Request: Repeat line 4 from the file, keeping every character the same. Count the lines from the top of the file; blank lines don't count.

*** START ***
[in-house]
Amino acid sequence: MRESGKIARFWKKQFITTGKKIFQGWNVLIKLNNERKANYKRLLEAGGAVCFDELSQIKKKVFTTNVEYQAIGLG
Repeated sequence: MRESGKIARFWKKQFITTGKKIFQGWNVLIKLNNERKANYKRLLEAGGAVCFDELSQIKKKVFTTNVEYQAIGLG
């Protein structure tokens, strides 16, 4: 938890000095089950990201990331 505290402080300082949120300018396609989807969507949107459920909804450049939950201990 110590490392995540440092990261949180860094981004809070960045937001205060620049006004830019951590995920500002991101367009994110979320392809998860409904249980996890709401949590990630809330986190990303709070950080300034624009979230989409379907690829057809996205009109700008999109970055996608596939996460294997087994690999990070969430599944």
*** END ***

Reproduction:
């Protein structure tokens, strides 16, 4: 938890000095089950990201990331 505290402080300082949120300018396609989807969507949107459920909804450049939950201990 110590490392995540440092990261949180860094981004809070960045937001205060620049006004830019951590995920500002991101367009994110979320392809998860409904249980996890709401949590990630809330986190990303709070950080300034624009979230989409379907690829057809996205009109700008999109970055996608596939996460294997087994690999990070969430599944």